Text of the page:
The Cambrian Period
Melvyn Bragg discusses the Cambrian period, a time when evolution took a leap, and life on this planet suddenly went to being large, complex, numerous and dizzyingly diverse.
Melvyn Bragg and guests discuss the Cambrian period when there was an explosion of life on Earth. In the Selkirk Mountains of British Columbia in Canada, there is an outcrop of limestone shot through with a seam of fine dark shale. A sudden mudslide into shallow water some 550 million years ago means that a startling array of wonderful organisms has been preserved within it. Wide eyed creatures with tentacles below and spines on their backs, things like flattened rolls of carpet with a set of teeth at one end, squids with big lobster-like arms. There are thousands of them and they seem to testify to a time when evolution took a leap and life on this planet suddenly went from being small, simple and fairly rare to being large, complex, numerous and dizzyingly diverse. It happened in the Cambrian Period and it's known as the Cambrian Explosion.But if this is the great crucible of life on Earth, what could have caused it? How do the strange creatures relate to life as we see it now? And what does the Cambrian Explosion tell us about the nature of evolution?With Simon Conway Morris, Professor of Evolutionary Palaeobiology, Cambridge University; Richard Corfield, Visiting Senior Lecturer at the Centre for Earth, Planetary, Space and Astronomical Research, Open University; Jane Francis, Professor of Palaeoclimatology, University of Leeds.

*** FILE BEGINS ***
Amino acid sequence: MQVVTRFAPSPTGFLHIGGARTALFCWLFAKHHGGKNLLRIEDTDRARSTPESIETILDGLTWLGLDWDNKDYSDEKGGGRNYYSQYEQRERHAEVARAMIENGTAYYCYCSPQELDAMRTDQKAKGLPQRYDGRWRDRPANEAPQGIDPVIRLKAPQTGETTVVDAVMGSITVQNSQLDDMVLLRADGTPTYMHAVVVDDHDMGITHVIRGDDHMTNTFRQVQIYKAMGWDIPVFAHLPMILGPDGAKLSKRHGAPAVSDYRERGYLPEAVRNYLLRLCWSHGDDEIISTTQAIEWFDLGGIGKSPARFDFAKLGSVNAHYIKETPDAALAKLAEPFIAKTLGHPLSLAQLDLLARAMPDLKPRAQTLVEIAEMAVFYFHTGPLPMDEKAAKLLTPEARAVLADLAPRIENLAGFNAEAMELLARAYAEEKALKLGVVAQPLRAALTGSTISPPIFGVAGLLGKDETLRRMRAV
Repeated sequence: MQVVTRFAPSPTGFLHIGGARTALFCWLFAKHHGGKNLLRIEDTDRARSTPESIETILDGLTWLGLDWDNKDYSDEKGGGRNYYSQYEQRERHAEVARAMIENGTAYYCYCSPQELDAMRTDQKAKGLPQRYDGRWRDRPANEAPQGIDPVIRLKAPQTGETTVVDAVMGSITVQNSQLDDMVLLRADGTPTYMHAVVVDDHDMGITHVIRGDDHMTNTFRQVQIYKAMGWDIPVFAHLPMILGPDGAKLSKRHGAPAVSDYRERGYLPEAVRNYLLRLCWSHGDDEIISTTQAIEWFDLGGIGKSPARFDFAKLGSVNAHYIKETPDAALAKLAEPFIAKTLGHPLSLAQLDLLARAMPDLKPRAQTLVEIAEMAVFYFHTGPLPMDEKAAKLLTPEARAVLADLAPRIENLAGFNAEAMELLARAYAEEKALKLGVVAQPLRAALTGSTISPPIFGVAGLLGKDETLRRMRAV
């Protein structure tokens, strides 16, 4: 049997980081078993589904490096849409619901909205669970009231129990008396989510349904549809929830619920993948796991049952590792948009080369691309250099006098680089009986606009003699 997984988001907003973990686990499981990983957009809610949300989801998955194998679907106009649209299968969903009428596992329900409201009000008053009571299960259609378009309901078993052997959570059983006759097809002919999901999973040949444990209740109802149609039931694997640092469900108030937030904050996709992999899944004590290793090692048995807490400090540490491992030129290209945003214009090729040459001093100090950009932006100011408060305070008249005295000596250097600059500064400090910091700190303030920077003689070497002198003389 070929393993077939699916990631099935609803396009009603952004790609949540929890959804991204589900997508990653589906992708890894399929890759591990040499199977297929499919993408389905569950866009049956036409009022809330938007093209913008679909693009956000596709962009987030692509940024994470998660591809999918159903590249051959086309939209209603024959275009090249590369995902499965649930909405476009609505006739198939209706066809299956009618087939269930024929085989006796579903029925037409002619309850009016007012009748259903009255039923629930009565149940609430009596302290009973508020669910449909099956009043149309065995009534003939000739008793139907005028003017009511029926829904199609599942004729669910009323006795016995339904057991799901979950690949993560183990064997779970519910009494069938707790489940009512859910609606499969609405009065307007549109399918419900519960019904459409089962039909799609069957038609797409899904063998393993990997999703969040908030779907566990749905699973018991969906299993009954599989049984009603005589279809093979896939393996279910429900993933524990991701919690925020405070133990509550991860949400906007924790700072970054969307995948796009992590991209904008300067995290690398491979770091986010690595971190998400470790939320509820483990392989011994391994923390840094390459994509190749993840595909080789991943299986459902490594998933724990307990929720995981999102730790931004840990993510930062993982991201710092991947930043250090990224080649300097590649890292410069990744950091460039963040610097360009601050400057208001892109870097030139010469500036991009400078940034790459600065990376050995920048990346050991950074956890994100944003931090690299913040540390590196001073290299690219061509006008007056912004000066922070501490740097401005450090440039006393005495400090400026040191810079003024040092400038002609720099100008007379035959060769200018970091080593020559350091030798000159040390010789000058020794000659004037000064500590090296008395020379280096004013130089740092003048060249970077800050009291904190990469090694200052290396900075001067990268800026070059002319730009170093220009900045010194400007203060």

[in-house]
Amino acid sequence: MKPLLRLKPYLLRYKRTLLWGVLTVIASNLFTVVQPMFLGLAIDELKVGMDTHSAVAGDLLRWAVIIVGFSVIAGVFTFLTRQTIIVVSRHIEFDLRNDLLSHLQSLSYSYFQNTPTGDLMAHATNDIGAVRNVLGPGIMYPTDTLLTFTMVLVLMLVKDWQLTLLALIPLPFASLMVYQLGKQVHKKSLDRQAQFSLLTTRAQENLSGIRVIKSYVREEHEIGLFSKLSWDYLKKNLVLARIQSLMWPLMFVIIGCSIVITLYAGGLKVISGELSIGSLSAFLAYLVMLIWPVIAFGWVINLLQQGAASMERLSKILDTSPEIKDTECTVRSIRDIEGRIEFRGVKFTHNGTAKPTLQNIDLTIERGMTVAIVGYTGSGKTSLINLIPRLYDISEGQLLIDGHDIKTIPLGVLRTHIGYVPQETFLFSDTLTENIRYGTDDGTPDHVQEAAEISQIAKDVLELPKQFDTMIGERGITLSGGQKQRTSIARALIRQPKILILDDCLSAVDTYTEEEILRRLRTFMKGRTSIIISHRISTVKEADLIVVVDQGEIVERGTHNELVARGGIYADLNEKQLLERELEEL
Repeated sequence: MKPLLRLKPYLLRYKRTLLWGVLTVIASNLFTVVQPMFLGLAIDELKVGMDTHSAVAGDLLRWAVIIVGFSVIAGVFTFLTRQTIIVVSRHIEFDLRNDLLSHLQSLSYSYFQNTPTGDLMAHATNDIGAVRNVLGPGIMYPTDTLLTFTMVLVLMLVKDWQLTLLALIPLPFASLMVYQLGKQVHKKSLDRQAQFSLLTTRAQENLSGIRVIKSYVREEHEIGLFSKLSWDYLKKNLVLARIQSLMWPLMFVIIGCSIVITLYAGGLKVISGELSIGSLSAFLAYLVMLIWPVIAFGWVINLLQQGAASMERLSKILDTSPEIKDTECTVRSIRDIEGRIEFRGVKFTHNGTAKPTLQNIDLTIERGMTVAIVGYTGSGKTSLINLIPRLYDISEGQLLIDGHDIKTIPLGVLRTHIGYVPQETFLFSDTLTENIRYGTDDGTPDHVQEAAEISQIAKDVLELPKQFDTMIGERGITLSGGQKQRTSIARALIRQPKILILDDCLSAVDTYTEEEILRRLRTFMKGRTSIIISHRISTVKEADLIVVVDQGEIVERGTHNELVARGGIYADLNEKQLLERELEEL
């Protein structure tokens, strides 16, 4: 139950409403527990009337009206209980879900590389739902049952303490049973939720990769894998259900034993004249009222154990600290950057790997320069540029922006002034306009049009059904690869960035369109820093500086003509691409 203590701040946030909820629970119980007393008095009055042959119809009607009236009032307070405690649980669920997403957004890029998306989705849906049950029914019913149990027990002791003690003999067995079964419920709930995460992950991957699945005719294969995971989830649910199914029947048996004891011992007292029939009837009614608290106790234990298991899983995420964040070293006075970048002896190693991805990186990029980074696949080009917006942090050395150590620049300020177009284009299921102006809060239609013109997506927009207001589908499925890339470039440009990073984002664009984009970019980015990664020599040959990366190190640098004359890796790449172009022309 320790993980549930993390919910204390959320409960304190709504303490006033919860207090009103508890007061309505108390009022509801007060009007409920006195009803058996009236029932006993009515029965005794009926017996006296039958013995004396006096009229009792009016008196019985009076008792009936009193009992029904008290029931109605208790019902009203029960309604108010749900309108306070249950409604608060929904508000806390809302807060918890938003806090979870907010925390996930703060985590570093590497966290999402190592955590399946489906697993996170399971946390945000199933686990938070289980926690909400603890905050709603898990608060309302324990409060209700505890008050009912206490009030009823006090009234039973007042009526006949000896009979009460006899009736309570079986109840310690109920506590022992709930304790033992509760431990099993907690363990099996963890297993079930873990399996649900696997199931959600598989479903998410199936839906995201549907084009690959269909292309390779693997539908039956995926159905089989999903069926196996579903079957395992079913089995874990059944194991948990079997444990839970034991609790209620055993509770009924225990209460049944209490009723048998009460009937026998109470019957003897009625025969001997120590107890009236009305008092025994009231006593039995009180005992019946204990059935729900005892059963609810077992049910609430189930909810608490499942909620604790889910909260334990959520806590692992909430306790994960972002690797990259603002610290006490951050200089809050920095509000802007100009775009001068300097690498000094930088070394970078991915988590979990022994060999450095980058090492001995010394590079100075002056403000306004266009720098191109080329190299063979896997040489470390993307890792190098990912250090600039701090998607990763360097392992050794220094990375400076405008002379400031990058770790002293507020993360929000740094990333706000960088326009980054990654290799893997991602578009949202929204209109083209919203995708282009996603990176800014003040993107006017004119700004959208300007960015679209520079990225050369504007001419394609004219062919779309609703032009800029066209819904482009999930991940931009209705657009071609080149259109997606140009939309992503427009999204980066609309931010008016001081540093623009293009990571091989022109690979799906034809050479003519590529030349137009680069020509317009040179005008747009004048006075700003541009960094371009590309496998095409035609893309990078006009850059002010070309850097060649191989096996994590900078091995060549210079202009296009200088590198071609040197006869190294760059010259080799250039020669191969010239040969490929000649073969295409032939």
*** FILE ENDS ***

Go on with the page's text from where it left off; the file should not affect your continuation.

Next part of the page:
- Thu 17 Feb 2005 09:00
- Thu 17 Feb 2005 21:30